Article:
5. Beside the Sea – Véronique Olmi
One of the great joys of book blogging has been discovering small presses. Peirene Press are one of the fine publishers who’ve emerged in the last couple of years, and Beside the Sea is one of their best books. Ostensibly the story of a mother taking her children on a trip to the seaside, darkness gradually emerges from behind the happy façade to build up a brilliant but tragic portrait.
Yellow Blue Tibia was the very first book I reviewed on this blog. I was wanting to catch up on some of the contemporary sf authors I hadn’t read, and my first Adam Roberts novel just blew me away. My second, New Model Army, did the same the year after – a novel that I can genuinely say did something I hadn’t come across in a book before. I can’t choose one of these books over the other for this list, so here they both are.
7. The Affirmation – Christopher Priest
Being surprised by an unfamiliar author is great; but so is reading an excellent book by a writer you already know. A Christopher Priest novel is a maze of realities and unreliable perceptions, and The Affirmation is up there with his best. Priest’s narrative shifts between realities, and his masterstroke is to make our world seem no more (or less) real than his fictional one.
8. An A-Z of Possible Worlds – A.C. Tillyer
You can’t explore the world of book blogs for too long without coming across books that you’re unlikely to hear of elsewhere. I first heard of An A-Z of Possible Worlds through Scott Pack’s blog, and it really ought to be better known. Lovingly produced by its publisher, Roast Books, this is a collection of stories in a box – twenty-six individual pamphlets, each about its own place. The stories are very fine, too.
9. Coconut Unlimited – Nikesh Shukla
Here’s another way of discovering books in the blog age: finding a writer to be an engaging presence on Twitter; then, a year (or however long) later, reading his or her newly-published book. That’s what happened with Coconut Unlimited, which turned out to be a razor-sharp and hilarious comedy. More interconnectedness: I met Nikesh Shukla last year at a Firestation Book Swap, which Scott Pack usually hosts (although he wasn’t there for that one).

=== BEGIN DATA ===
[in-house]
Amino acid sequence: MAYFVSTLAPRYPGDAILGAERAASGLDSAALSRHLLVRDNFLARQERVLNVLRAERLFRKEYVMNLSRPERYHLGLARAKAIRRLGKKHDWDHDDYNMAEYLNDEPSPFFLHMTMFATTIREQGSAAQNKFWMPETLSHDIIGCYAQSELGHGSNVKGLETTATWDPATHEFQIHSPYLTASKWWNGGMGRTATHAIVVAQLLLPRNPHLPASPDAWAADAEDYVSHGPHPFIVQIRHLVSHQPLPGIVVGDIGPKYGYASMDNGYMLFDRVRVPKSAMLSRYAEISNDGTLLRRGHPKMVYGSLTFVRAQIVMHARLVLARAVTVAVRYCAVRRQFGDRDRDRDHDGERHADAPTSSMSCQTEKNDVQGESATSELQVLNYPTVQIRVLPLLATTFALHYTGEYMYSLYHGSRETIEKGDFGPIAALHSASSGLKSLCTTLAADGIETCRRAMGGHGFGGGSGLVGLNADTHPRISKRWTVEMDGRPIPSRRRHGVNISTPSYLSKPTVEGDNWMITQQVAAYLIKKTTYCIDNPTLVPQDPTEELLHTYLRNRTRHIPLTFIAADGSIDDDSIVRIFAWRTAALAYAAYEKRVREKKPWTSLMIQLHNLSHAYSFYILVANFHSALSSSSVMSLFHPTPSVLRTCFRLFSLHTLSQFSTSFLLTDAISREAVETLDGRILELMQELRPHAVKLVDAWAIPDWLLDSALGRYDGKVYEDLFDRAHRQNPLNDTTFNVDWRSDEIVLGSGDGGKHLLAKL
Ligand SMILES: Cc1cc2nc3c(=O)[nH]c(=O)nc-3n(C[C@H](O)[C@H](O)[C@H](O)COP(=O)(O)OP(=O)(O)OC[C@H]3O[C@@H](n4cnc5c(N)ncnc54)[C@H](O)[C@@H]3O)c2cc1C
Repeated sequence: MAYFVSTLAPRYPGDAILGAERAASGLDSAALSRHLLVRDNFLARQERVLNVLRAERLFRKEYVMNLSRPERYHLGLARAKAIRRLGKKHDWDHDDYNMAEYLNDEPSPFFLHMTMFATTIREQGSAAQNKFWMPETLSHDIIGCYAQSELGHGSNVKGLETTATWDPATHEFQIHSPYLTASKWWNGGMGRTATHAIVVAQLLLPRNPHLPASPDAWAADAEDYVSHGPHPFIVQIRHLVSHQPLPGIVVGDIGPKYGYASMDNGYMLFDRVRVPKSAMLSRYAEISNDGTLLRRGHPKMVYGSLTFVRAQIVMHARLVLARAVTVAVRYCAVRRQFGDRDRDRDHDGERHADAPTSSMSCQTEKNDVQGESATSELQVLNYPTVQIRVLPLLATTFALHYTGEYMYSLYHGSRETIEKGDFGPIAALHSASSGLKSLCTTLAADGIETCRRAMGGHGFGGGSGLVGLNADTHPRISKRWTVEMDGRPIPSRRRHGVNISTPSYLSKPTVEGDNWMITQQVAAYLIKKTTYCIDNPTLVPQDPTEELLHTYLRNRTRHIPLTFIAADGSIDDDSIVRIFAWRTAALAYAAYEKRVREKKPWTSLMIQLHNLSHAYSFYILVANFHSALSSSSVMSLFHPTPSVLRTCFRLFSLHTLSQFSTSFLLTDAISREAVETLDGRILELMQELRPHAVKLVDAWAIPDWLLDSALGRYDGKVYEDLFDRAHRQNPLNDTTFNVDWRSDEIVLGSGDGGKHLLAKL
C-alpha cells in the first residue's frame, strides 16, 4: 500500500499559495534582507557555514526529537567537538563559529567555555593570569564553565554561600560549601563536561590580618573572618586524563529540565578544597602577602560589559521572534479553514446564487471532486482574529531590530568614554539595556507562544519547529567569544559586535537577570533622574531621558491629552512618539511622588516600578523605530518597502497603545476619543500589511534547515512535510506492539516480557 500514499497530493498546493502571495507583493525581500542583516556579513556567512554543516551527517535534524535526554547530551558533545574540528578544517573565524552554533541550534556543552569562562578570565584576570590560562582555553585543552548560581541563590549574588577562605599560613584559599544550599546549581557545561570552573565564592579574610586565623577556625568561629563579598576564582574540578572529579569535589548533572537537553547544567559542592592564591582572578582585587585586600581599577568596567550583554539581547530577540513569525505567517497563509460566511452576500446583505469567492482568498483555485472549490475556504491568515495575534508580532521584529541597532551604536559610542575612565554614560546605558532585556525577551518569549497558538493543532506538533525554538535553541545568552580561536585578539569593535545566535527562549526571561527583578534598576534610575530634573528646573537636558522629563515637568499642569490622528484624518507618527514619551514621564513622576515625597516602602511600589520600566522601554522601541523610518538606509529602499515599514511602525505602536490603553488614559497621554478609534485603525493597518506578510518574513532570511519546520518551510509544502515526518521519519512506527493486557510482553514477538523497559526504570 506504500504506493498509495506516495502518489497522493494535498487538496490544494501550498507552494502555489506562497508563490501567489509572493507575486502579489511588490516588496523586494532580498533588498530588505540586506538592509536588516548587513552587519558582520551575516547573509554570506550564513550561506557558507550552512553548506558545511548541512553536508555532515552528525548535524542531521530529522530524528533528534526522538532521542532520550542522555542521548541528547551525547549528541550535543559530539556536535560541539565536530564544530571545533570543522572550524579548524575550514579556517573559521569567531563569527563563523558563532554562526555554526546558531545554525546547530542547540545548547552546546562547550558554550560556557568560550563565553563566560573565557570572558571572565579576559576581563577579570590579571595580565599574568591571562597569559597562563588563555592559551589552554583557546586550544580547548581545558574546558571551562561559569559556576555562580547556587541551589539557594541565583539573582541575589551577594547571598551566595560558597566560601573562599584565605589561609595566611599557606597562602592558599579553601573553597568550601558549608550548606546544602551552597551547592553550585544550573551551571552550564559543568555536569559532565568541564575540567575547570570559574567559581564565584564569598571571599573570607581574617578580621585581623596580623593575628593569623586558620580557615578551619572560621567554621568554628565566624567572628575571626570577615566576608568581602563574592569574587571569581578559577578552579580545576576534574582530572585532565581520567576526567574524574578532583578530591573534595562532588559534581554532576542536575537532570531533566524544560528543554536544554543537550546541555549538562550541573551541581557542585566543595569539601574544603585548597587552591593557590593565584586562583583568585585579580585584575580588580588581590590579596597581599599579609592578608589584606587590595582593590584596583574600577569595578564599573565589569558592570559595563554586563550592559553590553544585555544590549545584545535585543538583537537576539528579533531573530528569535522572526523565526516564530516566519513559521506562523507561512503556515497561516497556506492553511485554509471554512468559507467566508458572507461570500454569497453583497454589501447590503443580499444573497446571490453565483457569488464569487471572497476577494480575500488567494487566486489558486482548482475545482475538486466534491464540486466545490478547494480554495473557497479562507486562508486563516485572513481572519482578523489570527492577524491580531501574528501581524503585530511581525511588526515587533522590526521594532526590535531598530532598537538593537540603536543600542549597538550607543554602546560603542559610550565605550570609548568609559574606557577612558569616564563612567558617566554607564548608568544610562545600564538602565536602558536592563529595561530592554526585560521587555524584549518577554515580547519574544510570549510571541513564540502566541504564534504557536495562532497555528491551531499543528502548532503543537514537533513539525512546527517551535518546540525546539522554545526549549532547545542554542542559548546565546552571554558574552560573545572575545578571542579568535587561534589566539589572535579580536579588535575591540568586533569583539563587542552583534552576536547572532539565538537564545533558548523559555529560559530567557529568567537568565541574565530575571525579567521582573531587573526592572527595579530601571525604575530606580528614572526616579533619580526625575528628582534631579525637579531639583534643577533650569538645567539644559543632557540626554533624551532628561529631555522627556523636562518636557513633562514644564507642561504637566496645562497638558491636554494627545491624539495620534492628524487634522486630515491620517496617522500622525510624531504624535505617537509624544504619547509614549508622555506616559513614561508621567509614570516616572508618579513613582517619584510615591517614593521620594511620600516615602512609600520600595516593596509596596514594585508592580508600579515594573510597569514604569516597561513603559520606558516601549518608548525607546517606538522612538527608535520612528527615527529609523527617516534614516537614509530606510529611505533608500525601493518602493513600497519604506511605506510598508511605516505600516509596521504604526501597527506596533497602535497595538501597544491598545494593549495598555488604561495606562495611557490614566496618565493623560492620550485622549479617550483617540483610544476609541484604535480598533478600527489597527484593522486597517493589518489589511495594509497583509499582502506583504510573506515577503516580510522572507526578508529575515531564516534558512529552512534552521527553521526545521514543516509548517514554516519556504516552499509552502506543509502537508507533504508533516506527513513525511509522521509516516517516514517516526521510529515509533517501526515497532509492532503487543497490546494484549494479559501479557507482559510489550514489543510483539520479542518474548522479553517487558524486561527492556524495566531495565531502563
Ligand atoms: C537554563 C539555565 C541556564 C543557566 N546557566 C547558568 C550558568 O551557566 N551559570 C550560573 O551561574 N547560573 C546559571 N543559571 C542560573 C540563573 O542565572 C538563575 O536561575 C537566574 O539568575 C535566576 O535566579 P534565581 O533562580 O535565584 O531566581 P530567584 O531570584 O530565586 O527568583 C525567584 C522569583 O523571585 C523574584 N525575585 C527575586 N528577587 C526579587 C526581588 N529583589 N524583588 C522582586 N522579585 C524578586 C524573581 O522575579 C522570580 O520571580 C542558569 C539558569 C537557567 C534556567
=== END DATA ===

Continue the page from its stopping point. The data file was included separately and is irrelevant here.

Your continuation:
10. The City & the City – China Miéville
The City & the City generated one of my longest reviews, and I can’t remember reading another book that had so many interpretations from so many different people. It’s a novel to argue with, and argue about. At the time, I hadn’t read one of Miéville’s adult books since The Scar; I remember thinking that The City & the City was good enough in itself, but too quiet to catch on as some of his earlier works had. Of course, I was wrong. It was fascinating to see how the novel was received beyond the sf field, and the book blogging community was a big part of that reaction for me.
Thirty years ago this month, Sue Townsend published The Secret Diary of Adrian Mole Aged 13¾, which makes the series a little younger than me, though Mole himself is a good dozen years older. Perhaps the latter is why I never got around to reading The Secret Diary as a teenager myself; I was in my mid-twenties when I finally did – but I probably got more out of the book than I would have if I’d read it a few years earlier, and certainly enjoyed it enough to read the other books in the series (two further volumes have been published since) over the subsequent months.
Penguin have reissued all eight Adrian Mole books in new editions to mark the anniversary, and it has been interesting to revisit some of them. Certainly The Secret Diary remains a beautifully-crafted comic gem, and its 1984 sequel, The Growing Pains of Adrian Mole (which begins the day after the first novel ends), is much the same. Through the pages of his diary, we meet Adrian Mole: convinced he is an intellectual, obsessed over the spot on his chin, with a crush on the lovely Pandora Braithwaite; yet unaware of how bad his poetry is, and oblivious to the signs of his parents’ marital turmoil.
What I really appreciate on this re-reading is just how well-constructed Townsend’s humour is, both in terms of its one-liners (‘I am reading The Mill on the Floss, by a bloke called George Eliot’), and the broader structural jokes which help establish Adrian’s character: intelligent (albeit perhaps not as much as he thinks he is, or would like to be), but not self-aware, nor adept at picking up the emotional cues of others. Yet, although we are often laughing at Adrian’s misfortune, we still root for him – there is a sense that ultimately he means well, and deserves more than he gets.
In some ways, the first two Mole novels stand apart from the others, because they are a little lighter in tone, and focus on Adrian as a teenager. Subsequent volumes revisit Mole’s life as an adult: in The Wilderness Years (1993), he is twenty-four, and less endearing because some of the traits that could be explained away as teenage foibles – his pedantry, pomposity, and self-obsession – are harder to take in a grown man; when Adrian is dwelling on his lack of success and action with the opposite sex, for example, it’s not so easy to be sympathetic, as one can see quite clearly why his personality and behaviour may be unattractive (there is a woman who likes him, but naturally Mole doesn’t take her hints). Yet Townsend’s humour remains, and one is back on Adrian’s side by novel’s (rather uplifting) end.